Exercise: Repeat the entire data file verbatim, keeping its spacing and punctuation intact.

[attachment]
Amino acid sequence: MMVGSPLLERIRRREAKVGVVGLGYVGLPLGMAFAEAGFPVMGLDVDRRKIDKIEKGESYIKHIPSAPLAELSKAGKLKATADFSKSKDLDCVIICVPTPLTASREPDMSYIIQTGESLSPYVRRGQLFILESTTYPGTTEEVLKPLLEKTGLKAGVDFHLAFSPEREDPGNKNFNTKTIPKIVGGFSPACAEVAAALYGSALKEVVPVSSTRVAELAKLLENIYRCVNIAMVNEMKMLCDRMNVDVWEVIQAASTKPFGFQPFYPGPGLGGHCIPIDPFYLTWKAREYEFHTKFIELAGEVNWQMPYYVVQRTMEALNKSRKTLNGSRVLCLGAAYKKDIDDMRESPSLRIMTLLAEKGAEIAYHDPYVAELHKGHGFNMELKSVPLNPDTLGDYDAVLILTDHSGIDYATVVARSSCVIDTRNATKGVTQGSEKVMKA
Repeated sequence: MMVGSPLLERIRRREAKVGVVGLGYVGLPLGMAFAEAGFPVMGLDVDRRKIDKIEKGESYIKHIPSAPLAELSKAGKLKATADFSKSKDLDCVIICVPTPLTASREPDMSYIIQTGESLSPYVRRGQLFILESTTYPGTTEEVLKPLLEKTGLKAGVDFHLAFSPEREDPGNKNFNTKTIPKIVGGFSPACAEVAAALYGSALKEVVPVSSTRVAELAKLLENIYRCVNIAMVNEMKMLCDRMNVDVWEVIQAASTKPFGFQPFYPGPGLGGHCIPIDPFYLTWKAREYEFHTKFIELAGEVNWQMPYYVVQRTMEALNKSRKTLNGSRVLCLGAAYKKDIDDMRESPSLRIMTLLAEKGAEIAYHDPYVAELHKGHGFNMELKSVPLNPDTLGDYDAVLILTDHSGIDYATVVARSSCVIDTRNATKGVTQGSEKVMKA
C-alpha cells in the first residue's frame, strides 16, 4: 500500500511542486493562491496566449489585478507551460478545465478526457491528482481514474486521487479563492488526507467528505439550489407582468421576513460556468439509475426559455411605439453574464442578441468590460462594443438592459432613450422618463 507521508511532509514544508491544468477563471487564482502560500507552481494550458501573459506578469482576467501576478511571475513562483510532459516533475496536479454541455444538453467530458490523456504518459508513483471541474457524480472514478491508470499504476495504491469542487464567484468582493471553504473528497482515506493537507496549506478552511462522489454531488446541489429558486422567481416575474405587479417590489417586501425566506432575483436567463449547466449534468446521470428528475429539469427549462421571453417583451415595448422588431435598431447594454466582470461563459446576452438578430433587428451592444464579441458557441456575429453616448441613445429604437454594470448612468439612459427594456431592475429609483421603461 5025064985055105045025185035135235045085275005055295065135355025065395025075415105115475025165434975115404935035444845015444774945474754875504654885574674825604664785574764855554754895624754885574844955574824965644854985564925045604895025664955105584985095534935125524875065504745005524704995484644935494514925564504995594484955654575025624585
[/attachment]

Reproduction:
Amino acid sequence: MMVGSPLLERIRRREAKVGVVGLGYVGLPLGMAFAEAGFPVMGLDVDRRKIDKIEKGESYIKHIPSAPLAELSKAGKLKATADFSKSKDLDCVIICVPTPLTASREPDMSYIIQTGESLSPYVRRGQLFILESTTYPGTTEEVLKPLLEKTGLKAGVDFHLAFSPEREDPGNKNFNTKTIPKIVGGFSPACAEVAAALYGSALKEVVPVSSTRVAELAKLLENIYRCVNIAMVNEMKMLCDRMNVDVWEVIQAASTKPFGFQPFYPGPGLGGHCIPIDPFYLTWKAREYEFHTKFIELAGEVNWQMPYYVVQRTMEALNKSRKTLNGSRVLCLGAAYKKDIDDMRESPSLRIMTLLAEKGAEIAYHDPYVAELHKGHGFNMELKSVPLNPDTLGDYDAVLILTDHSGIDYATVVARSSCVIDTRNATKGVTQGSEKVMKA
Repeated sequence: MMVGSPLLERIRRREAKVGVVGLGYVGLPLGMAFAEAGFPVMGLDVDRRKIDKIEKGESYIKHIPSAPLAELSKAGKLKATADFSKSKDLDCVIICVPTPLTASREPDMSYIIQTGESLSPYVRRGQLFILESTTYPGTTEEVLKPLLEKTGLKAGVDFHLAFSPEREDPGNKNFNTKTIPKIVGGFSPACAEVAAALYGSALKEVVPVSSTRVAELAKLLENIYRCVNIAMVNEMKMLCDRMNVDVWEVIQAASTKPFGFQPFYPGPGLGGHCIPIDPFYLTWKAREYEFHTKFIELAGEVNWQMPYYVVQRTMEALNKSRKTLNGSRVLCLGAAYKKDIDDMRESPSLRIMTLLAEKGAEIAYHDPYVAELHKGHGFNMELKSVPLNPDTLGDYDAVLILTDHSGIDYATVVARSSCVIDTRNATKGVTQGSEKVMKA
C-alpha cells in the first residue's frame, strides 16, 4: 500500500511542486493562491496566449489585478507551460478545465478526457491528482481514474486521487479563492488526507467528505439550489407582468421576513460556468439509475426559455411605439453574464442578441468590460462594443438592459432613450422618463 507521508511532509514544508491544468477563471487564482502560500507552481494550458501573459506578469482576467501576478511571475513562483510532459516533475496536479454541455444538453467530458490523456504518459508513483471541474457524480472514478491508470499504476495504491469542487464567484468582493471553504473528497482515506493537507496549506478552511462522489454531488446541489429558486422567481416575474405587479417590489417586501425566506432575483436567463449547466449534468446521470428528475429539469427549462421571453417583451415595448422588431435598431447594454466582470461563459446576452438578430433587428451592444464579441458557441456575429453616448441613445429604437454594470448612468439612459427594456431592475429609483421603461 5025064985055105045025185035135235045085275005055295065135355025065395025075415105115475025165434975115404935035444845015444774945474754875504654885574674825604664785574764855554754895624754885574844955574824965644854985564925045604895025664955105584985095534935125524875065504745005524704995484644935494514925564504995594484955654575025624585